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To keep it simple: I want to capture ethernet traffic on my LAN. Its a mansion that we are in and am the admin. All we have is a 5yr-old Netgear router. It has four output ports. I am connected in one of them. I have already gone through the wiki: http://wiki.wireshark.org/CaptureSetup/Ethernet. I get what it says, but we dont use any switch or hub, and it doesn't mention any thing abt routers. Its just 4 of us connecting directly to the ADSL router. I wanna know who is using up the most bandwitdh. I cant afford to buy a switch or a hub. So, i was thinking abt the MITM attack.

But i have no idea, how any of these methods will work in case of a router, since i believe its more sophisticated and intelligent than a switch. So, need some advice or knowledge into this.

My objective is simple: I need to capture and explore the ethernet traffic on my LAN.

If MITM is not possible/suitable in my setup, please guide me to a more viable option.

asked 18 Aug '11, 02:18

nsantosh's gravatar image

nsantosh
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accept rate: 0%


Your referring to an ADSL router. Please be aware that this is more than an (IP network) router. It is more a residential gateway, which means that:

  • It connects to the DSLAM in your local exchange
  • It performs NAT
  • It performs DHCP for your local network
  • It switches your local network
  • Might even do WiFi, VoIP, POTS, DECT (although that's in the newer models)

Note that these four connections are indeed switch ports. The other end of the switch is internal to the device, for it to provide DHCP, NAT and routing service over the DSL line.

So it's a question of can you manipulate the switch in your ADLS router? Does it allow 'ARP poisoning' or does it create havoc? You'll have to try out. Be aware that all traffic will be flowing through your connection and your platform, so this may offset/influence the very thing you want to measure.

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answered 18 Aug '11, 04:07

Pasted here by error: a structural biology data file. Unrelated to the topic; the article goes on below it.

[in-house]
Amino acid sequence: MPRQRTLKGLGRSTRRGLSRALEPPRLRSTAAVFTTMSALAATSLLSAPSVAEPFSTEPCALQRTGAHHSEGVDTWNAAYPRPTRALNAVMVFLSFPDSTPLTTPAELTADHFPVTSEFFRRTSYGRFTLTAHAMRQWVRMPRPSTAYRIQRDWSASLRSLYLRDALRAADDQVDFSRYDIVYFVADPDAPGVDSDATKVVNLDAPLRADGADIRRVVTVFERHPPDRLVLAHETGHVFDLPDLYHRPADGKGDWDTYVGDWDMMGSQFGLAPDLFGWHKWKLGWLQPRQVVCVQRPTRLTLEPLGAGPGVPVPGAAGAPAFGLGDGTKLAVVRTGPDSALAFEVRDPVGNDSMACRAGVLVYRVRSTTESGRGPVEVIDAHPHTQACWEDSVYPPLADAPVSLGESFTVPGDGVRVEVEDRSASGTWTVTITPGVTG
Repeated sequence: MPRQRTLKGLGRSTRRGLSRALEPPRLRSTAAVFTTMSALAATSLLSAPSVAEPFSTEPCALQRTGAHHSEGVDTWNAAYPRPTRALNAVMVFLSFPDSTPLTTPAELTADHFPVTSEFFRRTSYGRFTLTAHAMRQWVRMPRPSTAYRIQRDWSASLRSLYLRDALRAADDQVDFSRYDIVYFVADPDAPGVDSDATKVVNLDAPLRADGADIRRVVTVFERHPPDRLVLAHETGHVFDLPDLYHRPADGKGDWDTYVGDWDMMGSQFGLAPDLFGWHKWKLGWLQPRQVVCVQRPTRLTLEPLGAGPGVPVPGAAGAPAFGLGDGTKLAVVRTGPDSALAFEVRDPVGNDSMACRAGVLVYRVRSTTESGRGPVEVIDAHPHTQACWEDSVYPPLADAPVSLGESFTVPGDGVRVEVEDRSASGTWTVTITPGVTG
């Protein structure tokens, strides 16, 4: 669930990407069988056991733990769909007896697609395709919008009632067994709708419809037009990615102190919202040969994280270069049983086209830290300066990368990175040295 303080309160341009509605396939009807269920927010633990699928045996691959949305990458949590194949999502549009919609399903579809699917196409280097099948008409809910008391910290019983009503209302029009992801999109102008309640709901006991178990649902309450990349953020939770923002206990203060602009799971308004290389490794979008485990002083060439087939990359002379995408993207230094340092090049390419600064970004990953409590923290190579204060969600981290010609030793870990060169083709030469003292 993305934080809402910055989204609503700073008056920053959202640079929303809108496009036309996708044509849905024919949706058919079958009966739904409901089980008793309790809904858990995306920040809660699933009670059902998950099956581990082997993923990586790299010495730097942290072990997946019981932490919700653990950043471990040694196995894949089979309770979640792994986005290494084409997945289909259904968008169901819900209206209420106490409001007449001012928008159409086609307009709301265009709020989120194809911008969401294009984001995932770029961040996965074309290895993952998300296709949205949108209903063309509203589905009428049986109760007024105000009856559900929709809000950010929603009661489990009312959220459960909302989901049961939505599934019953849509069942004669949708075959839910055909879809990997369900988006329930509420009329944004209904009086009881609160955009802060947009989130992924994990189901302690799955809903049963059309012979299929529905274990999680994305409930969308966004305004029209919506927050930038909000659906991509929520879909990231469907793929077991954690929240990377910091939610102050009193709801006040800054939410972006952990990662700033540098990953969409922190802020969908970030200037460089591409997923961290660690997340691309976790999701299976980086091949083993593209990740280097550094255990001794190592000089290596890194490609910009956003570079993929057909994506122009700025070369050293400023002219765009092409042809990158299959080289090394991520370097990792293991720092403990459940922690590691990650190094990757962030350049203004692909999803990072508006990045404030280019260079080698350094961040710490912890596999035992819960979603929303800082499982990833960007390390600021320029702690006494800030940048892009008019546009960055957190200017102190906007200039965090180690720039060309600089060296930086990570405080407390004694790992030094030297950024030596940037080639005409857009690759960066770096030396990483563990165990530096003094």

Jaap's gravatar image

Jaap ♦
11.7k16101
accept rate: 14%

@Jaap: You are right! It is a residential gateway and it performs NAT, DHCP, etc. So how can you say if the switch in the router can be manipulated (ARP poisoning)? Is it something dependent on the router's model? Router's model is Netgear wgr614 v7 btw.

And by "all traffic will be flowing through your connection and your platform", you mean it will flow thru the attacker's machine right? My machine in this case.

(18 Aug '11, 04:45) nsantosh

Note, your reply above should have been a comment to Jaap's answer not a "new answer". (I converted it to a comment -Guy Harris)

Arp poisoning (or spoofing) means fooling a machine about the location of another machine and making it send packets to another place where they are intercepted.

See here for more info.

(18 Aug '11, 08:18) grahamb ♦

I don't know that Wireshark is the tool you want for this job. What you really want is a switch/router monitor application.

I'd recommend something like Fluke Networks' FREE Switch Port Monitor, available from http://networking.flukenetworks.com/?elqPURLPage=607 - it talks SNMP, as do most DSL routers, and I've used it to track throughput on DSL routers from several different manufacturers.

If you're up for something a little more ambitious, you might also take a look at Multi-Router Traffic Grapher (MRTG), at http://oss.oetiker.ch/mrtg/ - this freeware product talks to a dizzying variety of network devices and produces very nice hourly/daily/weekly/monthly usage charts for each interface.

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answered 19 Aug '11, 21:00

wesmorgan1's gravatar image

wesmorgan1
411101221
accept rate: 4%

edited 19 Aug '11, 21:05

If he ultimately wants statistics, yes, and the only thing he'll do with the traffic on the LAN is summarize it, Wireshark might not be the best tool.

If, however, he truly wants to "capture ethernet traffic on [his] LAN", and needs to see the traffic rather than just get summary statistics from it, the tools you mention don't look as if they'll help.

(20 Aug '11, 12:01) Guy Harris ♦♦
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question asked: 18 Aug '11, 02:18

question was seen: 13,043 times

last updated: 20 Aug '11, 12:03

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